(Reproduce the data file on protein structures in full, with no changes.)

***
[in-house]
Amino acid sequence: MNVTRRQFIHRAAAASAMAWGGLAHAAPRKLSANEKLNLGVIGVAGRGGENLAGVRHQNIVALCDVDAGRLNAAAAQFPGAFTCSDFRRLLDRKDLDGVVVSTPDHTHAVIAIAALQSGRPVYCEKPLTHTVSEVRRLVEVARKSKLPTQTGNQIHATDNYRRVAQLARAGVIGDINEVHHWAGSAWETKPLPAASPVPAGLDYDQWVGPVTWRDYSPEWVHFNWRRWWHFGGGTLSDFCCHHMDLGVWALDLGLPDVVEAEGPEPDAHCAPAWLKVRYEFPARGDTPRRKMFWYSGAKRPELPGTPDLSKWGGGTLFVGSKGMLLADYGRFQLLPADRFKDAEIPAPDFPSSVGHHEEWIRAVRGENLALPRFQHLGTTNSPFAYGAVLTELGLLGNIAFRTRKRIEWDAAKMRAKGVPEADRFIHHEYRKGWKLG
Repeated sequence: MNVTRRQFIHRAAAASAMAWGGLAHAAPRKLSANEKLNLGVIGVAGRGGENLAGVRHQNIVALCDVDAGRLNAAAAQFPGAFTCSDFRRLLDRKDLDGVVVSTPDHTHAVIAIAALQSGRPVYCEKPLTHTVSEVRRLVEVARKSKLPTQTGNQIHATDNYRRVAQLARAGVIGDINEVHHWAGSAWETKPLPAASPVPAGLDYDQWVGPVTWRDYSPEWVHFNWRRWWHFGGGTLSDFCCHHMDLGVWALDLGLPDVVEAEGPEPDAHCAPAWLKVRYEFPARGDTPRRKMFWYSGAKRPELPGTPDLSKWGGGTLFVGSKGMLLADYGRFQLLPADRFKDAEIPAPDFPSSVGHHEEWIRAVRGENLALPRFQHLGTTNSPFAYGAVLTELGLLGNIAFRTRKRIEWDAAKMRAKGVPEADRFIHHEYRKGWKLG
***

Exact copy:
[in-house]
Amino acid sequence: MNVTRRQFIHRAAAASAMAWGGLAHAAPRKLSANEKLNLGVIGVAGRGGENLAGVRHQNIVALCDVDAGRLNAAAAQFPGAFTCSDFRRLLDRKDLDGVVVSTPDHTHAVIAIAALQSGRPVYCEKPLTHTVSEVRRLVEVARKSKLPTQTGNQIHATDNYRRVAQLARAGVIGDINEVHHWAGSAWETKPLPAASPVPAGLDYDQWVGPVTWRDYSPEWVHFNWRRWWHFGGGTLSDFCCHHMDLGVWALDLGLPDVVEAEGPEPDAHCAPAWLKVRYEFPARGDTPRRKMFWYSGAKRPELPGTPDLSKWGGGTLFVGSKGMLLADYGRFQLLPADRFKDAEIPAPDFPSSVGHHEEWIRAVRGENLALPRFQHLGTTNSPFAYGAVLTELGLLGNIAFRTRKRIEWDAAKMRAKGVPEADRFIHHEYRKGWKLG
Repeated sequence: MNVTRRQFIHRAAAASAMAWGGLAHAAPRKLSANEKLNLGVIGVAGRGGENLAGVRHQNIVALCDVDAGRLNAAAAQFPGAFTCSDFRRLLDRKDLDGVVVSTPDHTHAVIAIAALQSGRPVYCEKPLTHTVSEVRRLVEVARKSKLPTQTGNQIHATDNYRRVAQLARAGVIGDINEVHHWAGSAWETKPLPAASPVPAGLDYDQWVGPVTWRDYSPEWVHFNWRRWWHFGGGTLSDFCCHHMDLGVWALDLGLPDVVEAEGPEPDAHCAPAWLKVRYEFPARGDTPRRKMFWYSGAKRPELPGTPDLSKWGGGTLFVGSKGMLLADYGRFQLLPADRFKDAEIPAPDFPSSVGHHEEWIRAVRGENLALPRFQHLGTTNSPFAYGAVLTELGLLGNIAFRTRKRIEWDAAKMRAKGVPEADRFIHHEYRKGWKLG